While Boston is an entertaining city with lots to do, the cold often acts as a strong deterrent from leaving campus, let alone exploring the city. With spring on the horizon, however, the gentler climate allows for much easier sightseeing. I look forward to spending as much time outside in the city as I can, so I would like to highlight some green spaces in Greater Boston that welcome visitation in warmer weather.
The South End and Dorchester neighborhoods include many small green spaces that can be reached with short walks from multiple T stops. Notably, the area contains a community garden. Located near Back Bay, Berkeley Community Garden should bloom with fruits, vegetables and flowers fairly soon. I look forward to visiting this area, which was likely barren and boring in the winter.
Brighton is home to a few large green spaces including Harvard’s Arnold Arboretum, a free outdoor nature museum stretching for more than 2.5 miles. When I searched the Arboretum in Google Maps, I saw photos of a variety of verdant trees, the highlight being a large cherry blossom tree. This space, nestled at the south end of the Orange Line, is a bit of a trek. I have a hunch it is worth the trek, though. Seeing the trees regrow their leaves there will be a special treat.
Spring green spaces are not limited to the U.S. mainland. Within Boston’s city limits lies Georges Island, accessible via ferry for a reasonable price. Located a few miles off the coast to the East, Georges Island is quite large. For tourists, it contains hikes, beaches and even the historic Fort Warren, erected during the Civil War. The ferry departs multiple times a day, so one has flexibility in planning their trip to the island. This is an especially tantalizing prospect, one that I’ve been waiting to finally visit.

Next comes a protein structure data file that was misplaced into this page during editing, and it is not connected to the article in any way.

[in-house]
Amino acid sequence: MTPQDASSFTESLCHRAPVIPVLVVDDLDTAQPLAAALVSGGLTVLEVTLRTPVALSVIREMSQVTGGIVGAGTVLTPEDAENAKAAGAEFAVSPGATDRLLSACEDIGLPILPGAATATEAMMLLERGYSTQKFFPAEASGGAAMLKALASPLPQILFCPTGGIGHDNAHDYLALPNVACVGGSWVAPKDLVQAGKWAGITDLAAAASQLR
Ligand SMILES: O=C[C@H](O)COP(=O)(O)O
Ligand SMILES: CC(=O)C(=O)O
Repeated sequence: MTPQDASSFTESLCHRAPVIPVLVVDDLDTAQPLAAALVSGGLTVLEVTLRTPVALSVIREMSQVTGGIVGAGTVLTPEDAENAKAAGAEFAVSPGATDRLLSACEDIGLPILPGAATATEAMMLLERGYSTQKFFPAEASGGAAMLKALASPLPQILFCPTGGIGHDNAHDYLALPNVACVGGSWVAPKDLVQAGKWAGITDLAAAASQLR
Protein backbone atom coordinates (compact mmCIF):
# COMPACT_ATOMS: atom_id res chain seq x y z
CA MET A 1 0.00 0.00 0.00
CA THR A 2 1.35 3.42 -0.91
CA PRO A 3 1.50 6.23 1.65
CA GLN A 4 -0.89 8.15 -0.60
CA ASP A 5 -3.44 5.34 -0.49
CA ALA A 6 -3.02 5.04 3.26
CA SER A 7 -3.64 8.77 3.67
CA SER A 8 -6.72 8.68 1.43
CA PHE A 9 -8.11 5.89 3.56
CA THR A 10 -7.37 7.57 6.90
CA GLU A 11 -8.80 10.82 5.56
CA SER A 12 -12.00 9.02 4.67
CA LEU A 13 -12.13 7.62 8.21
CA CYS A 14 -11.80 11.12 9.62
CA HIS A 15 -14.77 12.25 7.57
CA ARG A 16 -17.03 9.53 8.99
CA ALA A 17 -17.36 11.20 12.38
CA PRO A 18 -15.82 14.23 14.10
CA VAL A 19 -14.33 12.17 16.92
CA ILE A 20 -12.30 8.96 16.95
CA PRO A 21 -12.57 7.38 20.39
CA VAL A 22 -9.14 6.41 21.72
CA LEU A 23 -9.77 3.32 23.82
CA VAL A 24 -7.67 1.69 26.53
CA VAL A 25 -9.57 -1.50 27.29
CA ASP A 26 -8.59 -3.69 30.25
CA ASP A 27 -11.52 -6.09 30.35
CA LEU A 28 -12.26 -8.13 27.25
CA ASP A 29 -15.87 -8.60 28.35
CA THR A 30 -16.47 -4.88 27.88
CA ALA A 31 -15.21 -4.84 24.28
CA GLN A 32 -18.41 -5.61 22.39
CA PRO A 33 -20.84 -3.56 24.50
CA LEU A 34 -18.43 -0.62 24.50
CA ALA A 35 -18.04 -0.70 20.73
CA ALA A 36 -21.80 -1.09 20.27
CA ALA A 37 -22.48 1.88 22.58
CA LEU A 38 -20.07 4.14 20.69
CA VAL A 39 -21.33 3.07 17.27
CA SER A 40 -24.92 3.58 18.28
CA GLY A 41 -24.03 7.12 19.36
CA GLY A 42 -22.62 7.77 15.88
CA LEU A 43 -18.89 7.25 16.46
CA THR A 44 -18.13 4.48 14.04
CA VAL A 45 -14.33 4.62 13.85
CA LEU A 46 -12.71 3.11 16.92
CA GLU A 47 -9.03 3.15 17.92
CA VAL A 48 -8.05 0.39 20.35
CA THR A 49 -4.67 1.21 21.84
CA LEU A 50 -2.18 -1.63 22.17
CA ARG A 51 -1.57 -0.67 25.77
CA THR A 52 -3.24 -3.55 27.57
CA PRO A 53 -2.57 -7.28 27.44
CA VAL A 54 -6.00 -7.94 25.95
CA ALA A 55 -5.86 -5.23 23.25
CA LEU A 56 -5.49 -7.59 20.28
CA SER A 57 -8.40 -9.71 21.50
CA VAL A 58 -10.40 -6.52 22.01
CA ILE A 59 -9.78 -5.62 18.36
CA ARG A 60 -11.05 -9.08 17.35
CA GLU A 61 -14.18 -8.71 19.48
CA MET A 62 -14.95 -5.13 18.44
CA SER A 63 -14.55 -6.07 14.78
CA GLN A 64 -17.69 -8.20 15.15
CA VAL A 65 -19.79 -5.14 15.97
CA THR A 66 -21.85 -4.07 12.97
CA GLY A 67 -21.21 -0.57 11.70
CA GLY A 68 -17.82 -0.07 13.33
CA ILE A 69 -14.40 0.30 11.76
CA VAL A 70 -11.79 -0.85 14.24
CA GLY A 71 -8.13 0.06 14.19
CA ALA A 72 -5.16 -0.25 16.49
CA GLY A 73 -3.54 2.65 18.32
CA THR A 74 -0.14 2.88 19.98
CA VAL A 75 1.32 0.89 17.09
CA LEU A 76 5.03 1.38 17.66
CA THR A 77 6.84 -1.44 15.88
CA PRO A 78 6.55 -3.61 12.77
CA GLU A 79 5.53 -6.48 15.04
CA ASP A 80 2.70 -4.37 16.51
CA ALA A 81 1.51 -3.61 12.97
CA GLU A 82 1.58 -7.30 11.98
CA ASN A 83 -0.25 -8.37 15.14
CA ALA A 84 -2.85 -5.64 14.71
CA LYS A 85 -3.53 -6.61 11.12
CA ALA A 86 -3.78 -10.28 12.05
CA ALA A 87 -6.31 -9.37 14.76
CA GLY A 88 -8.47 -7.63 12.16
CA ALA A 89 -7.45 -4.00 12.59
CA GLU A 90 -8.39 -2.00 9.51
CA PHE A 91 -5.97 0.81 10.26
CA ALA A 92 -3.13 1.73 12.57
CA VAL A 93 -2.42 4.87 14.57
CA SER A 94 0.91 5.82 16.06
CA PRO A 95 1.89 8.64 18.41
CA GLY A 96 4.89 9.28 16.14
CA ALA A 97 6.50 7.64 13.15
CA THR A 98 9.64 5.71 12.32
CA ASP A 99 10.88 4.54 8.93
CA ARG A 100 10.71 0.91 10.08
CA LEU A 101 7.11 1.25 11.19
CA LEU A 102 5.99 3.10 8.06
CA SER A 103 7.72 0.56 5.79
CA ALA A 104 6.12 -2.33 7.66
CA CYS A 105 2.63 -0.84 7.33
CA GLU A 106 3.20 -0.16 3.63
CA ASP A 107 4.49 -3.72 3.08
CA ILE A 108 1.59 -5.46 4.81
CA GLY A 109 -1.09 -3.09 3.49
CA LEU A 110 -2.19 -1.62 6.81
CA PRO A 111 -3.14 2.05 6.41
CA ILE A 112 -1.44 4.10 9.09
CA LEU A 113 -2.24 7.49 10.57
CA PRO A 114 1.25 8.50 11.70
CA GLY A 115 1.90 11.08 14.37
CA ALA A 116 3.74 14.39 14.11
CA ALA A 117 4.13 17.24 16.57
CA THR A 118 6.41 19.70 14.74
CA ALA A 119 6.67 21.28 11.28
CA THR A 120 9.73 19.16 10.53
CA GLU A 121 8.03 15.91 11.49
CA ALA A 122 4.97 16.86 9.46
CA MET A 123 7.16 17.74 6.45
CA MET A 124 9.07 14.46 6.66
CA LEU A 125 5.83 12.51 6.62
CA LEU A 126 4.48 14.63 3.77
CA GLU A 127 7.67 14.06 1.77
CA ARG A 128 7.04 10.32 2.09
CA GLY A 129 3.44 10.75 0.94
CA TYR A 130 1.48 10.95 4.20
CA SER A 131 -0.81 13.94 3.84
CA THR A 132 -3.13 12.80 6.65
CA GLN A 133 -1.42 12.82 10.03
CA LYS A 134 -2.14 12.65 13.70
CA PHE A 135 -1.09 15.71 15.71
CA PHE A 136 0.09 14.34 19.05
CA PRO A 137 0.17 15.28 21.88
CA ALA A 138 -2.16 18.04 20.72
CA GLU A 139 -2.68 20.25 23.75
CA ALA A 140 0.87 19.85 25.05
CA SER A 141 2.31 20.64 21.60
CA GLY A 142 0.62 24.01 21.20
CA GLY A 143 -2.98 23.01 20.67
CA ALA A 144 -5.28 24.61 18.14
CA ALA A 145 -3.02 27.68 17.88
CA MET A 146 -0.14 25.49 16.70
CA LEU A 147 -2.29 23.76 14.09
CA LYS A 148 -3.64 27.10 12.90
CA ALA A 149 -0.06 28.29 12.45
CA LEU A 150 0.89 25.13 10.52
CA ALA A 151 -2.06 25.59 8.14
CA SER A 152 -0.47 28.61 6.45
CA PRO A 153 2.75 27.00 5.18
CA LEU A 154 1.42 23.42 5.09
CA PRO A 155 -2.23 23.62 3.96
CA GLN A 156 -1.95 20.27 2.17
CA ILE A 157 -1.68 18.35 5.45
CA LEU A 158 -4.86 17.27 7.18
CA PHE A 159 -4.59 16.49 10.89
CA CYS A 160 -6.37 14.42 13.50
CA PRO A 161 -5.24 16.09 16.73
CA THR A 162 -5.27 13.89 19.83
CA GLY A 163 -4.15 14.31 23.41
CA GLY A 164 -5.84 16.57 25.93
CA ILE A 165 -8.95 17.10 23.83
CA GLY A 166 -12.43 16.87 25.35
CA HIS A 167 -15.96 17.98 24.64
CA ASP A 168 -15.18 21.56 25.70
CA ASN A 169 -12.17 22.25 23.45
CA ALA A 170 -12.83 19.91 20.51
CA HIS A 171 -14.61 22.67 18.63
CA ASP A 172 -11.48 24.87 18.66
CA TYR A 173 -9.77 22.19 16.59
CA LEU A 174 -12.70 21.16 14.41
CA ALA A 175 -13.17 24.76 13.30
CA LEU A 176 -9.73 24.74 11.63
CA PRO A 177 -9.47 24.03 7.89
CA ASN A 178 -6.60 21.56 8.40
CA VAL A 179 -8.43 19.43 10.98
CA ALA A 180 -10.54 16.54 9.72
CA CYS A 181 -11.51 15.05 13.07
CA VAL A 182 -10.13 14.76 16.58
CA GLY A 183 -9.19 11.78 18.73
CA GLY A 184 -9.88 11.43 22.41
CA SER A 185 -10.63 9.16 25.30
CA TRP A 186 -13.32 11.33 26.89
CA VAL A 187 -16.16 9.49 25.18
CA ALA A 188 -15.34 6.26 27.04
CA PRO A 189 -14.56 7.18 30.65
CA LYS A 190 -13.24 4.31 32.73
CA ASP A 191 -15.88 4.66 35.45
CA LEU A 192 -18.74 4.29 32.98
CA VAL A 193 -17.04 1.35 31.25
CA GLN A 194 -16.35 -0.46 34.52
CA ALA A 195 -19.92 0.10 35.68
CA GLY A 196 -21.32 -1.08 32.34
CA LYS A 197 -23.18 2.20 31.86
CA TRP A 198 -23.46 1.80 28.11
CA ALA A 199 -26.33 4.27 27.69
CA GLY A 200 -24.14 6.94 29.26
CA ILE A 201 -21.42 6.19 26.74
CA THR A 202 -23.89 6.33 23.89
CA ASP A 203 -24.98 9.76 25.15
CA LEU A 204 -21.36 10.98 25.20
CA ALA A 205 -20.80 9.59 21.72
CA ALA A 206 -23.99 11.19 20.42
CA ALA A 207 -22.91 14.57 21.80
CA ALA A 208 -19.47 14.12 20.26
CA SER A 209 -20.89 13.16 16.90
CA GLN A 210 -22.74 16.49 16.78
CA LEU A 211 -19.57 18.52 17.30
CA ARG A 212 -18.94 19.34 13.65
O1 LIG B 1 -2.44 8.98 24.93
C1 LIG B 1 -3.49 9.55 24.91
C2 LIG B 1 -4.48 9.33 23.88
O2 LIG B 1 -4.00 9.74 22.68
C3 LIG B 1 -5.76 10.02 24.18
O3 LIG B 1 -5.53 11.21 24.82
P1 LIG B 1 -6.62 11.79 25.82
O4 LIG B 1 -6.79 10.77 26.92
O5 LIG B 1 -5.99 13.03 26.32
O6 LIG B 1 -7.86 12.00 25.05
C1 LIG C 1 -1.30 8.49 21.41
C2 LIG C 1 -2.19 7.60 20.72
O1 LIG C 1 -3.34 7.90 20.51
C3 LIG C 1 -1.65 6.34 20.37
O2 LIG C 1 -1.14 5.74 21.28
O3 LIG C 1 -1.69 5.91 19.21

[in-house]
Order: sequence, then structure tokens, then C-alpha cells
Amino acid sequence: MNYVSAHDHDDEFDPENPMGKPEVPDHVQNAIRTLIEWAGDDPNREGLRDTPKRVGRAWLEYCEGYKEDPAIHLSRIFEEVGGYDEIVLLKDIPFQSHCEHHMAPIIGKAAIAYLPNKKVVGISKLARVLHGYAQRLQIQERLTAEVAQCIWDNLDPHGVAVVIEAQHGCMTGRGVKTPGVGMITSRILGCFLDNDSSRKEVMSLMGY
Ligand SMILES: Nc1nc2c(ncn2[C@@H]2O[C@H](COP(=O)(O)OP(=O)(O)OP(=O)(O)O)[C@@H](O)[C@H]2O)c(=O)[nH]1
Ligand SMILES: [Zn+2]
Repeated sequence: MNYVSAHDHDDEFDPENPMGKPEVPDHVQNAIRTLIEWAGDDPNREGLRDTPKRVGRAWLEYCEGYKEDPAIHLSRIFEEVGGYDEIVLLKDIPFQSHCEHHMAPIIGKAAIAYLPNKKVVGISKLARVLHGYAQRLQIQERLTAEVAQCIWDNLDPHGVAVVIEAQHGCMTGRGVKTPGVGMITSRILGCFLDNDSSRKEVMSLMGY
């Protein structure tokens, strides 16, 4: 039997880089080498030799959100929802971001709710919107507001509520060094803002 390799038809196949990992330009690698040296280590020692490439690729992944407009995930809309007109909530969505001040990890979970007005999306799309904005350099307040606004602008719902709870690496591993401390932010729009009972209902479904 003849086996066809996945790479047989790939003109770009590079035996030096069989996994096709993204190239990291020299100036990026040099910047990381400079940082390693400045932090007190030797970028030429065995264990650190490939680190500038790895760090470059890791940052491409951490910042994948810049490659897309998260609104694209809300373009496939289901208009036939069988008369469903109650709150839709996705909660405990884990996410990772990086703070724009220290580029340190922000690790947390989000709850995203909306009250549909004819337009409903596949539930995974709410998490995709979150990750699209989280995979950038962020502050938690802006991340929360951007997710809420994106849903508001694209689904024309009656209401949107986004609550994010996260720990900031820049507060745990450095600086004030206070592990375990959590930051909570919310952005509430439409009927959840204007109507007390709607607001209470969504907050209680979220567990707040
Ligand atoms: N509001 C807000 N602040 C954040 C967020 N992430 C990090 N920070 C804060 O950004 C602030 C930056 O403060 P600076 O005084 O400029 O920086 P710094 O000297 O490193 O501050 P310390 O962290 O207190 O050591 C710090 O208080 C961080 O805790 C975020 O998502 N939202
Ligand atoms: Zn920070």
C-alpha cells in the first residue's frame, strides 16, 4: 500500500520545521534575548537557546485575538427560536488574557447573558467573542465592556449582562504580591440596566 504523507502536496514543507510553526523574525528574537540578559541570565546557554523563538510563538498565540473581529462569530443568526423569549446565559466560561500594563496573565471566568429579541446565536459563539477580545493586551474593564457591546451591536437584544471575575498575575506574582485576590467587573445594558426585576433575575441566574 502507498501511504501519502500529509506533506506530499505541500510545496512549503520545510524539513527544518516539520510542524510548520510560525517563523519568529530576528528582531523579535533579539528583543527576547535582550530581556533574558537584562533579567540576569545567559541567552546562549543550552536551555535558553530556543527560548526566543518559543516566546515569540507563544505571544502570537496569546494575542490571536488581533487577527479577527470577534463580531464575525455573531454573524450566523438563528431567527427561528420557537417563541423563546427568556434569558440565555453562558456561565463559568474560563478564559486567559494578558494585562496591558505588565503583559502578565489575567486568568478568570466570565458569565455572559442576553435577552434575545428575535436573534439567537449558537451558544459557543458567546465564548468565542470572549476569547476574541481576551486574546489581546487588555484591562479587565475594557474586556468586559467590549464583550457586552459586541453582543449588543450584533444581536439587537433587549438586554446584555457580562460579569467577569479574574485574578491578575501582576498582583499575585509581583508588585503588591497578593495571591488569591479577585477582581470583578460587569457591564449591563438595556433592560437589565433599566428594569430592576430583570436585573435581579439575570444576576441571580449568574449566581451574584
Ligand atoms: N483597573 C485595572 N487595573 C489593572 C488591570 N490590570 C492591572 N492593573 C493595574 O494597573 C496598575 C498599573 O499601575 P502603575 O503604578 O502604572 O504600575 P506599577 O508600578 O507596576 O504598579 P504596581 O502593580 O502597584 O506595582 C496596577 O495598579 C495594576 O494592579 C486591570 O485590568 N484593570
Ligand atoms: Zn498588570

For the morbidly curious, cemeteries are sprinkled throughout Boston’s many suburbs. Looking at a map, the largest of them is the Forest Hills Cemetery, aptly located in Forest Hills. Cemeteries in Greater Boston often contain graves dated earlier than other parts of the country due to the age of the area. I find that stopping at graveyards here gives me a small glimpse into revolutionary, and occasionally even colonial, life. I’m excited to cover this cemetery in greater detail.
Even in our own town of Medford, the Middlesex Fells Reservation should be much more welcoming in the coming weeks. Just north of campus near Medford Square, one may indulge in various hikes and other outdoor activities. According to Mass.gov, you may even rent a kayak or canoe and explore the large ponds on the reservation.
With the exception of Georges Island, all of these sites may be accessed for less than $5. Hopefully, this warmer climate will encourage us all to go out into Greater Boston and grab some Vitamin D.